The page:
If I can tick those off, I’m even more motivated to keep up my fitness levels, so I’ll add extra walks or strength training exercises during the day when I have 10 minutes free (such as planking, push-ups, or ab crunches.)
One thing to remember is that goal-setting is not a once-off event and that frequent goal-setting can lead to faster behavior changes and weight loss, so you’ll need a combination of short- and longer-term goals.
Don’t let this become an overwhelming task; you don’t have to get it right the first time, and your goals aren’t set in stone, so if they aren’t working for you, make new ones.
Make exercise fun even when mixing in the elements of a balanced training routine and staying accountable. It’s much easier to train consistently if you have fun while doing it. Over the years, I’ve tried so many different ways to add freshness and fun to my routines, and these are the things that have helped the most:
- Music, a pumping playlist for those days when your energy and enthusiasm is low.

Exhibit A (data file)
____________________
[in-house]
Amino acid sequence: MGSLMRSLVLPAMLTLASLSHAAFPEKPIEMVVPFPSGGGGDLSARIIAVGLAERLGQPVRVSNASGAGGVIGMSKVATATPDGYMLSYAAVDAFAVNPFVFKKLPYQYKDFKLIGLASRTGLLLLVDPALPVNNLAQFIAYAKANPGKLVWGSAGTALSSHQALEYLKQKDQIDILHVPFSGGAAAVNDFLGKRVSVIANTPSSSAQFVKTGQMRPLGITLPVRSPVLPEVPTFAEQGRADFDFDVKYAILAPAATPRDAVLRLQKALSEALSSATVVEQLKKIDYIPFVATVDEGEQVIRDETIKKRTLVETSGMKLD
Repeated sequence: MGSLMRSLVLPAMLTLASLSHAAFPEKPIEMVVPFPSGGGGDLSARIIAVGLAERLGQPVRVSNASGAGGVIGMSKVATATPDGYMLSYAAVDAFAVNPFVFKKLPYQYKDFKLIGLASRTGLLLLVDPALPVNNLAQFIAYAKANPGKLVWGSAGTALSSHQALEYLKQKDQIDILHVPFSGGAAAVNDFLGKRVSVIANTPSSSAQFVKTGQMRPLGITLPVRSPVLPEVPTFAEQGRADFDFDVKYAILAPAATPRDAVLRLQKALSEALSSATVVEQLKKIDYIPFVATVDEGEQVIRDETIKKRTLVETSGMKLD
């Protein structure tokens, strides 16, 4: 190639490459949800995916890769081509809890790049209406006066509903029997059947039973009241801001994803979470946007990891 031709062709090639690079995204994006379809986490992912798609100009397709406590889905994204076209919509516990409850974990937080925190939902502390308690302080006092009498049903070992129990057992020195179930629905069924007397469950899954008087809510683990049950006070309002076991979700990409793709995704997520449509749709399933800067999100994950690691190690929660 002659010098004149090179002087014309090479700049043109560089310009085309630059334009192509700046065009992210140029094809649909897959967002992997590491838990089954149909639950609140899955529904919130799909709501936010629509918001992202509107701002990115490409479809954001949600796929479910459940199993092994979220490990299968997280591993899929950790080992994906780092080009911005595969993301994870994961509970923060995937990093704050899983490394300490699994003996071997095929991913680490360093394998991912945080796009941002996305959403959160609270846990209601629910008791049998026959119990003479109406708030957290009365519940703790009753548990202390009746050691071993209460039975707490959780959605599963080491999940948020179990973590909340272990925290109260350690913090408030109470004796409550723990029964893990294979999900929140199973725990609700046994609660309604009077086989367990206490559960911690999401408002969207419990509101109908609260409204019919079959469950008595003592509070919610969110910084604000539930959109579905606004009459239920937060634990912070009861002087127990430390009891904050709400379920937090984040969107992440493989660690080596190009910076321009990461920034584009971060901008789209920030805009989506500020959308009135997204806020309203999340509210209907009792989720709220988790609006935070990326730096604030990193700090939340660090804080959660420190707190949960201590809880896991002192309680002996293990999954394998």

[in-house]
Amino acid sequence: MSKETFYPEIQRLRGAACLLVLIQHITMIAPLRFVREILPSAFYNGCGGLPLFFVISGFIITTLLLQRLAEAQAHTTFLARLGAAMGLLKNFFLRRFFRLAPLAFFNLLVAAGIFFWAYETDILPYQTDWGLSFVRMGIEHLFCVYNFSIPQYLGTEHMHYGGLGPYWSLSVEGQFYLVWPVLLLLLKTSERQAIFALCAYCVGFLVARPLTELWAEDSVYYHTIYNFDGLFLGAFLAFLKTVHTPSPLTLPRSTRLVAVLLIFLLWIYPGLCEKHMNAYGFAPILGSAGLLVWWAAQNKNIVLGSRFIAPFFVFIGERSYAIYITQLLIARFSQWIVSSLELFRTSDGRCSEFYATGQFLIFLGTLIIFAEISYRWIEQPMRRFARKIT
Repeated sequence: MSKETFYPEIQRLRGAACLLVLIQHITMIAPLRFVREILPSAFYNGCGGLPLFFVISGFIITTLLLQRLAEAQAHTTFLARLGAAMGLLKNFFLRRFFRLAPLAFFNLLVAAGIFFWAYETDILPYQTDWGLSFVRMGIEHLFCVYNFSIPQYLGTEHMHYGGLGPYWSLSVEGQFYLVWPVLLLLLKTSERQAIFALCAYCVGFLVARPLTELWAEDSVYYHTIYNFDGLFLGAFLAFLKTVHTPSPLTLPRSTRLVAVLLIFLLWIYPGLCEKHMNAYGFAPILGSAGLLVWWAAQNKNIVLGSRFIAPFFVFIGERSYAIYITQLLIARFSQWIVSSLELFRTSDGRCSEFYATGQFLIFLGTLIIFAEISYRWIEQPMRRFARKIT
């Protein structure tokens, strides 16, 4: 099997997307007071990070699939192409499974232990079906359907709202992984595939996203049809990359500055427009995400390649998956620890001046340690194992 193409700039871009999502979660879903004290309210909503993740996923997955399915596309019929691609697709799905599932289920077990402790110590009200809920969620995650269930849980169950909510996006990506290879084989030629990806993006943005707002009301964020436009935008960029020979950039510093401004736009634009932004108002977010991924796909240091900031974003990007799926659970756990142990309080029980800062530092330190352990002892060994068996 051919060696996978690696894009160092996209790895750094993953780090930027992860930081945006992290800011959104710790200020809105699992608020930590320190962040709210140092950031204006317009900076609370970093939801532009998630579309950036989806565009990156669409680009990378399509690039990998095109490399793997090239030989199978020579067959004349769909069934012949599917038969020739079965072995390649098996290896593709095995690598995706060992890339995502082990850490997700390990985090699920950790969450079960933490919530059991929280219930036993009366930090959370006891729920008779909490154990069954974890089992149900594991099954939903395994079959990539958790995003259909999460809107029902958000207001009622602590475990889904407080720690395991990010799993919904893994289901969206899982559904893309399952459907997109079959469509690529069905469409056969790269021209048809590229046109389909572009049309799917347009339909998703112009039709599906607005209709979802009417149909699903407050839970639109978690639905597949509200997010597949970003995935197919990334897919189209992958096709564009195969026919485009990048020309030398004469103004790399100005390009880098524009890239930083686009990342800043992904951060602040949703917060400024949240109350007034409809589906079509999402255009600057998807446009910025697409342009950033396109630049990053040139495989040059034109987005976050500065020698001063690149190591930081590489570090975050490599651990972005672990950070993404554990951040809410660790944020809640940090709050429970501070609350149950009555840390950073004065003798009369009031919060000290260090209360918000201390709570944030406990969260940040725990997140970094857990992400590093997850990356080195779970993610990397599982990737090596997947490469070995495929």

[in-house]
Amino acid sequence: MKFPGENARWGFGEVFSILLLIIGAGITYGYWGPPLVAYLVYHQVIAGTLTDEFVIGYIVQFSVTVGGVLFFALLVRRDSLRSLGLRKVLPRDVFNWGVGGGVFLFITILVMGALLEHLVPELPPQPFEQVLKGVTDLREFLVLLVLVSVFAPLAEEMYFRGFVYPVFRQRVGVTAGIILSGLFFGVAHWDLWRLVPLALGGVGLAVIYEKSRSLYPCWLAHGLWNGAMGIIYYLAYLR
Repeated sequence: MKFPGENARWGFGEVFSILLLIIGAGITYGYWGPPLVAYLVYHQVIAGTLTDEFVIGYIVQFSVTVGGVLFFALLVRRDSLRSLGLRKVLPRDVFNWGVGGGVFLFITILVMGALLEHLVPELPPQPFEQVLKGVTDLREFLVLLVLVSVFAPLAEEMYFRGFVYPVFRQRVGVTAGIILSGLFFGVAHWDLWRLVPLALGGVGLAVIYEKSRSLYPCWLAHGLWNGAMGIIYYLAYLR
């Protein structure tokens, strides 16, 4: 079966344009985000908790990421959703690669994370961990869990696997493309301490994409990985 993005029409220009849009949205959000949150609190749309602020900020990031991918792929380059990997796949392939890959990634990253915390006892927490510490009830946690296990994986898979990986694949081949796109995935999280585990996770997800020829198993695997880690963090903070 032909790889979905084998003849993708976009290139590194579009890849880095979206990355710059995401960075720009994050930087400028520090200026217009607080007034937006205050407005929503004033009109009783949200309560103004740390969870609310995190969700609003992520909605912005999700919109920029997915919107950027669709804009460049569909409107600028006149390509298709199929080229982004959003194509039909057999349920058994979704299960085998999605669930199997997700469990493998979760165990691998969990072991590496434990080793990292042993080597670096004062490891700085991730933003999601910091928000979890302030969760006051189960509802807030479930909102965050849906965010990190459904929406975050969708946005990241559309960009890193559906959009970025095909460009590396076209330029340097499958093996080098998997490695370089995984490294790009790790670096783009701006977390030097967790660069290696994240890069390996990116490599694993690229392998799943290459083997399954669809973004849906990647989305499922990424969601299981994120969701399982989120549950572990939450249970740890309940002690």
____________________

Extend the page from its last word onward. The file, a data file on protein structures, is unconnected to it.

- Exercise with friends, I love the opportunity to chat with a friend while I run because our busy lives mean that we don’t get to see each other as often as we’d like, so a run kills two birds with one stone.
- Small rewards, at least twice a week after my run, I go for a coffee, and that incentive is usually enough to get me out of bed and lacing up my shoes.
- Something different, I’ll join a new yoga class or try something completely different like qi gong.
- New goals, if the carrot approach (a coffee) isn’t working, then it’s time for the stick, and I’ll enter a race that’s just outside my comfort zone, so I know I’ll have to train harder.
- Take breaks, this might sound counter-intuitive, but your body sometimes needs a few days off. I’ll take a weekend off now and then and just chill so that I’m ready to go again by the time Monday comes.
- Make silly rules, I almost always go for a run on a Monday. It helps me start the week off on the right note and makes it much easier to stick to my goals if, come Monday evening, I’m already one run down. The other one is that I (and whoever is running with me) must run the hills. We can walk on the flats and the downhills if necessary, but up hills, where you can get real gains, those you have to run.
Getting started is the most difficult step! Make a plan and get out there and get fit!
Tony Lee, MS, RD
Tony Lee, RD, MS, is a highly qualified and accomplished Registered Dietitian with a Master’s Degree in Nutrition Sciences from Arizona State University. Tony brings over two decades of experience in dietetics, specializing in sports nutrition. Interests include studying all aspects of wellness, fitness, genetics, and peak health performance.